Page 135 - Jewish Book Annual Volume 36

Basic HTML Version

1 2 7
W IENER / JEW ISH LITERARY ANNIVERSARIES
ment among Yiddish writers, called
Di Yunge
(The Young
Ones), which eschewed the prevailing revolutionary and socialist
emphasis in Yiddish literature. Yet while he utilized traditional
Jewish themes such as Hasidic stories in his novels and dramas,
he occasionally reverted to the older tendency of proletarian
realism, particularly in a novel about the American Jewish labor
movement.
M
arcus
J
astrow
.
150th anniversary of birth. Born in Rogasen, Ger-
many, May 13, 1829, died in Philadelphia in 1903. The rabbi
of the liberal congregation in Warsaw, he had to leave after
the abortive Polish insurrection of 1861, and eventually em-
igrated to America, taking the pulpit of Congregation Rodeph
Shalom in Philadelphia. His religious orientation was somewhat
between that of the reformers like Einhorn and Isaac
M.
Wise
and the traditionalists, and was also evident in his adapta-
tion of the Szold prayerbook. He was editor of the department
of Talmud of the
Jewish Encyclopedia.
He is best remembered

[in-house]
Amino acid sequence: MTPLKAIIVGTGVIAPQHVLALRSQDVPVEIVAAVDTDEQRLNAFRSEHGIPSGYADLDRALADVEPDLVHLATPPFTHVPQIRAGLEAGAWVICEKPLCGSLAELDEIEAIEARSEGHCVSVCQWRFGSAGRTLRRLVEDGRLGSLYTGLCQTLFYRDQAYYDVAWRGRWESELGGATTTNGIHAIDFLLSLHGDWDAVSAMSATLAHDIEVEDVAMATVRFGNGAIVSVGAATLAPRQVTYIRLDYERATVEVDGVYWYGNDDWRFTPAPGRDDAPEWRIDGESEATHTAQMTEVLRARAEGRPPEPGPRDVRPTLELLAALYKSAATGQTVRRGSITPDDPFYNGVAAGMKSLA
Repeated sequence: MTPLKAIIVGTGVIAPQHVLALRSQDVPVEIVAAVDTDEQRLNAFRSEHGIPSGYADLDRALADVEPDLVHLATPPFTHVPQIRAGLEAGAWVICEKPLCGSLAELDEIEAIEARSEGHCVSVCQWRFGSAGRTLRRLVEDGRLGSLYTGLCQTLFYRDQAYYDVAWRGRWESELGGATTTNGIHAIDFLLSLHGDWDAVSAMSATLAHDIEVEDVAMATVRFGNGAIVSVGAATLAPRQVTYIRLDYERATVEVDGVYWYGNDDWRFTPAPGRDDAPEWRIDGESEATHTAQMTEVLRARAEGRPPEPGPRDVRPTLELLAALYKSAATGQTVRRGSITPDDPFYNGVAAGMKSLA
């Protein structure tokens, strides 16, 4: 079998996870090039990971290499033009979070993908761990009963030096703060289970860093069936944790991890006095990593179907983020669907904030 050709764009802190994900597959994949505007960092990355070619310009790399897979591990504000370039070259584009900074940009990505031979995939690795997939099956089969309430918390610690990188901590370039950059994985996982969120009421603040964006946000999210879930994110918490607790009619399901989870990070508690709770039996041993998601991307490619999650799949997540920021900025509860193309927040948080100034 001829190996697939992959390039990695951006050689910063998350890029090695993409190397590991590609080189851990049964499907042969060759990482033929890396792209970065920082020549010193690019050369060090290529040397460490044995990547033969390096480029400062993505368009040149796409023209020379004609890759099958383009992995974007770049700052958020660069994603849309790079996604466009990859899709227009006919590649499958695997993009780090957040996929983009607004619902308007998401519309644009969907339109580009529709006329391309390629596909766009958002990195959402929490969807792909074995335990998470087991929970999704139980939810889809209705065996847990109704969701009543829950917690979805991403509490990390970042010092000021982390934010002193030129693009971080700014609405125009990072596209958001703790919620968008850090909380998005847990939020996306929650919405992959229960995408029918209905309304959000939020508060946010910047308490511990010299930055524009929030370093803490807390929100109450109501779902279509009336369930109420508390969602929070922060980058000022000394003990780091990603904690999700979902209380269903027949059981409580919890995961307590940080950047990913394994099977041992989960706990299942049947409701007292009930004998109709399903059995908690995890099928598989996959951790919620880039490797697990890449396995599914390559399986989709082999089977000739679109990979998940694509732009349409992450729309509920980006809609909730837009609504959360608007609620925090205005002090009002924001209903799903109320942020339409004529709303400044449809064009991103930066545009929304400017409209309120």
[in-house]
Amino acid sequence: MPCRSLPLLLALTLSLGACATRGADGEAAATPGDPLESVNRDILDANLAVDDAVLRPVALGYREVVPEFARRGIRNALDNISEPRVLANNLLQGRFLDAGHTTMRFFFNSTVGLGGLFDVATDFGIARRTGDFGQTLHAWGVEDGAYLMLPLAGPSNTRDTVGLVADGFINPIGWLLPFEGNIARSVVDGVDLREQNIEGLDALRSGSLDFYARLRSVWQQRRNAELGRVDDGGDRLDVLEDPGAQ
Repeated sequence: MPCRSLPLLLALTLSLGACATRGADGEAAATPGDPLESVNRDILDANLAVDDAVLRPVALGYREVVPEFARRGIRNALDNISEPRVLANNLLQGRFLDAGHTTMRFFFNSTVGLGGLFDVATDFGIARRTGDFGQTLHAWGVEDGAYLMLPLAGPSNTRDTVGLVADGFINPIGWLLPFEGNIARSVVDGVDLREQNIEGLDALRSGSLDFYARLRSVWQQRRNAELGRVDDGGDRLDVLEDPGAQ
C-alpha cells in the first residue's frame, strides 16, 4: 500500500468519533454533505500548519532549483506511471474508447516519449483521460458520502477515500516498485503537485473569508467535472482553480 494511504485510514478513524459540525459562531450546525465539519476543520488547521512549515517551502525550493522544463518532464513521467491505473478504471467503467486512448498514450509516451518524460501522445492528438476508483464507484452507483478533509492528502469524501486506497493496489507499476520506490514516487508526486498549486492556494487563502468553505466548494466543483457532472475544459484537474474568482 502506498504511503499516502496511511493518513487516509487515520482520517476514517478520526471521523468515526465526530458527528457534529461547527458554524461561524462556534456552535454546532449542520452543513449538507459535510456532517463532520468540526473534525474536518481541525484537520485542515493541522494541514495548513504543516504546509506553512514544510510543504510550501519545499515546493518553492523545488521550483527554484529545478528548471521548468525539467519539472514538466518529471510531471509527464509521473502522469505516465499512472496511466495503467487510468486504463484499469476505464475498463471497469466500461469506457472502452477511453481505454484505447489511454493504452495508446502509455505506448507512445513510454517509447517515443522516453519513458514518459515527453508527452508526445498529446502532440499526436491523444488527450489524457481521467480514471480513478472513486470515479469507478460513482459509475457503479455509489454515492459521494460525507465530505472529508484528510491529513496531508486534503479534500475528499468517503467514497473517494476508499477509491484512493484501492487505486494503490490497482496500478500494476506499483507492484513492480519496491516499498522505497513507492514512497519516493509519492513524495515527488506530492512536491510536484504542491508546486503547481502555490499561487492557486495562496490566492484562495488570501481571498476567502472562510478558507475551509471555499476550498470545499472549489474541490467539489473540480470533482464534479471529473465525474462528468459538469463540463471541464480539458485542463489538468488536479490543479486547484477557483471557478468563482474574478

for his
Dictionary of the Targumim, the Talmud and Yerushalmi
and the Midrashic Literature
(1886-1903), more recently reprinted
as
Hebrew-Aramaic-English Dictionary
(1969).
Dov
(B
ernard
) J
oseph
.
80th birthday. Born in Montreal, Canada,
April 27, 1899, he settled in Jerusalem in 1921 after serving in
the Jewish Legion during World War I, and became a prominent
lawyer and Zionist leader. In 1948 he served as military governor
of Jerusalem with great distinction and afterwards held various
cabinet offices in the State of Israel. An important source for
the history of the siege of Jerusalem in 1948 is his work,
The
Faithful City
(1960), providing an eyewitness account of this
momentous perid.
J
acob
K
atz
.
75th birthday. Born in Pajca, Hungary, November 15,
1904. As professor of Jewish social and educational history at the
Hebrew University, he has concentrated on investigating in
depth Jewish-Gentile relations. Such works in English as
Tradi-
tion and Crisis
(1961),
Exclusiveness and Tolerance
(1961),
Free-
masons and Jews, 1727-1939
(1970),
Emancipation and Assimila-
tion
(1972), and
Out of the Ghetto: 1770-1870
(1973) address
themselves to the problems created by these relationships in
various periods of Jewish history.
M
eyer
K
ayserling
.
150th anniversary of birth. Born in Hanover,
Germany, June 17, 1829, died in Budapest in 1905. From 1870
until his death he was rabbi in Budapest. In addition to a
popular history of the Jews in German, a biography of Moses
Mendelssohn, and an anthology of German sermons, he is best